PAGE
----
Employees have a variety of ‘family friendly’ rights, including:
maternity or adoption leave of up to one year. The first 39 weeks of leave are paid at a statutory rate. For six weeks, the rate is 90% of normal salary. For the remaining 33 weeks, the rate is £156.66 or 90% of average weekly earnings (whichever is lower). For more information, read Statutory maternity pay
two weeks’ paid paternity leave (at either 90% of their average weekly earnings or £156.66, whichever is lower) plus the right to take any unused portion of the mother’s maternity leave. See Shared parental leave for more information
unpaid parental leave for up to 18 weeks before a child’s eighteenth birthday. Normally, only 4 weeks of parental leave can be taken in any year
parental bereavement leave of up to 2 weeks within one year following the death (or stillbirth) of a child. Parental bereavement leave can be paid or unpaid - for more information, read Parental bereavement leave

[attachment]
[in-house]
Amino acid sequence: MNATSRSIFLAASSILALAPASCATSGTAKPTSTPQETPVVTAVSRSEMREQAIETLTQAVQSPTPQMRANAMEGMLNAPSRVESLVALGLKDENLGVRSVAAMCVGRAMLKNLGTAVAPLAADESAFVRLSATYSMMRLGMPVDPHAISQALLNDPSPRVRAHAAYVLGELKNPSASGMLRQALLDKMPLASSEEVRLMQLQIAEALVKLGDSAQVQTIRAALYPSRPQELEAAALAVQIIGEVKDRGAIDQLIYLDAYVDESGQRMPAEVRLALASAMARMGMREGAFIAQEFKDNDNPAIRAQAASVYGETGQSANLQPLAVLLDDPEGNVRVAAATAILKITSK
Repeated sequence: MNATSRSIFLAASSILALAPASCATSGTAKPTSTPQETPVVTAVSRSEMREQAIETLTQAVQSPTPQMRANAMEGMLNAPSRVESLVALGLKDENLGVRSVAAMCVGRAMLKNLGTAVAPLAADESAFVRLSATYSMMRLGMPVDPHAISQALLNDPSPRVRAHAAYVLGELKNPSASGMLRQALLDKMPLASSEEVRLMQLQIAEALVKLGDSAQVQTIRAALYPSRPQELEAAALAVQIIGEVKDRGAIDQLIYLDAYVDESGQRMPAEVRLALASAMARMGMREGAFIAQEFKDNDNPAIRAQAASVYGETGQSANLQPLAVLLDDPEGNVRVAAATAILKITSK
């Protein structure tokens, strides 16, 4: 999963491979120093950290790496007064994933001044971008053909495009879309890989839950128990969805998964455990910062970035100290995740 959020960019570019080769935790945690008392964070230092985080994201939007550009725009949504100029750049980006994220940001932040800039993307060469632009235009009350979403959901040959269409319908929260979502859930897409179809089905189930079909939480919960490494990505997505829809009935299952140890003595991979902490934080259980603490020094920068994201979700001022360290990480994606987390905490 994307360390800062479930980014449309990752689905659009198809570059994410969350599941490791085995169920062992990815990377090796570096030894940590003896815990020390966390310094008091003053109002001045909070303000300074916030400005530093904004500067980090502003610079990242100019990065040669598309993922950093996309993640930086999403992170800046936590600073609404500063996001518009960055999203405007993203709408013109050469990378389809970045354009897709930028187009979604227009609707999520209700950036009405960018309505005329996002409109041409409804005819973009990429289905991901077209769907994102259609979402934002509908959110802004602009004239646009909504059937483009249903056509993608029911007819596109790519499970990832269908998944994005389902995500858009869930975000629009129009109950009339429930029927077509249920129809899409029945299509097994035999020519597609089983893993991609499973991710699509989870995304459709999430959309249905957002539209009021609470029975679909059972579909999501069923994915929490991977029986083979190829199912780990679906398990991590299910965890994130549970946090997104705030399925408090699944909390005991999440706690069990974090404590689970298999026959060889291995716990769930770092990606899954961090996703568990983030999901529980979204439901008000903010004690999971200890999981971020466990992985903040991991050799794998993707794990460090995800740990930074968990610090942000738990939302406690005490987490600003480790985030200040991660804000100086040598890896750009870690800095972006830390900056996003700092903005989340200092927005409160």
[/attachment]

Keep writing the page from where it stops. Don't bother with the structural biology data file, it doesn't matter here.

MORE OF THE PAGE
reasonable unpaid time off to deal with domestic emergencies. See Bereavement leave and pay for more information
If an employee requests to work flexibly (including part-time or from home) in order to care for a dependent, then a statutory process applies. Because Flexible working requests likely contain sensitive personal data (ie data that comes within the 'special categories' of personal data), employers must ensure that it is processed in accordance with their Data protection policy and Employee privacy notice. To avoid discrimination claims, such requests should only be refused where the decision can be objectively justified on clear business grounds. You should consider having in place a written Flexible working policy.
For more information, read Flexible working.
Tricky family issues
Family-friendly rights are complex and can give rise to tricky discrimination issues.
Difficult areas include the effect of leave on holiday, bonus and pension rights or where the employer or employee wants to change the employment arrangements after the leave ends.
For more help with any of these issues, Ask a lawyer.